Having launched as a magazine providing financial tips for money-management, Quids In! will be trialling an email newsletter providing advice on benefits – particularly Universal Credit – as well as information on budgeting and online banking.
Making London the most socially integrated city in the world
Proposed by Hackney Council
Winning bidder: BuddyHub
A technology-based “befriending service” will be trialled across the borough of Hackney. The project aims to help older people connect with others nearby who share their interests.
Making London the world’s most active city
Proposed by Ealing Council
Winning bidder: Elemental Software
This project will involve the use of “innovative referral-making and referral-tracking technology” which aims to help people find local exercise activities that suit their budget and ability level.
Ensuring housing is available for all
Proposed by Transport for London
Winning bidder: VU.CITY and Crossmap
VU.CITY, which specialises in 3D modelling for cities, will use this project to work on “ produce a tool to help housing developers and local authorities understand the implications of changes in the built environment”. Crossmap, meanwhile, is online tool for the visualisation of data. The company’s technology will be used in this project to help TfL “orientate through complex datasets on an interactive map with the possibility of cross-querying different data layers”.
Mayor Khan said: “Many of London’s advances in the application of data and smart technologies are recognised around the world and I want London to become a global test-bed for civic innovation. I’m delighted to be able to match the winners of the Civic Innovation Challenge with established public bodies and private companies, and I am confident they will go on to deliver exciting solutions to some of the most pressing problems facing Londoners every day.”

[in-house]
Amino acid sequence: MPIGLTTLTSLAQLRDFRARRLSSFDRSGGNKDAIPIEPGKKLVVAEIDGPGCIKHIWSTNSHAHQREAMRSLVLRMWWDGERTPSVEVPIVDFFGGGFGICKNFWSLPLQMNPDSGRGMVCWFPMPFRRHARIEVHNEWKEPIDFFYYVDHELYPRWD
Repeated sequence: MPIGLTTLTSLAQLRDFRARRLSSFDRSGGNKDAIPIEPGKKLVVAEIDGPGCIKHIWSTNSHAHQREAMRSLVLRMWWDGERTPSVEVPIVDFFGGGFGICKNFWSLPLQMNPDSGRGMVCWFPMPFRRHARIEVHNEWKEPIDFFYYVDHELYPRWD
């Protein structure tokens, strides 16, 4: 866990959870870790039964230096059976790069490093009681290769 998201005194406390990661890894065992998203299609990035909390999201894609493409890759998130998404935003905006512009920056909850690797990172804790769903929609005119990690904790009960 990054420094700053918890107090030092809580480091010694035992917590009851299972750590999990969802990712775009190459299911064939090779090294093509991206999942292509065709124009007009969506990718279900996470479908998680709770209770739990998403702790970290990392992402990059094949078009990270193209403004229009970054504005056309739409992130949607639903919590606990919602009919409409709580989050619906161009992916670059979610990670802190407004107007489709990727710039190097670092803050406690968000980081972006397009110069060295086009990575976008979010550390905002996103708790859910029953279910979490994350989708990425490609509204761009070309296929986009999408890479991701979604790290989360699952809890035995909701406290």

He added: “The fact that our city’s tech community is home to some of the most creative businesses anywhere in the world is something of which we can be really proud. We want London to be the world’s smartest city and these dynamic companies have a crucial role to play.”
Research will support ongoing efforts to drive migration away from legacy network
Rollout will provide five hundredfold boost in connection speeds for residents of Grimsay and Great Bernera
Authority claims most services have completed process of being brought back in house
The annual report on the Government Major Projects Portfolio includes assessments of a range of big-ticket IT initiatives. We take a closer look at three experiencing differing fortunes
After more than 20 years of stability, networks are going through a period of dramatic transformation. BT looks beyond the hype at the real benefits of virtualisation.
How can you stay ahead in the fast-paced world of digital technology? BT describes how it's a matter of focus...
The security threat landscape is confusing and changing rapidly – there’s so much out there, how do you understand where the true risks are? BT offers insight from their own experience
Organisations must alter their approach to cyber security recruitment in order to combat the global shortage of security professionals, writes BT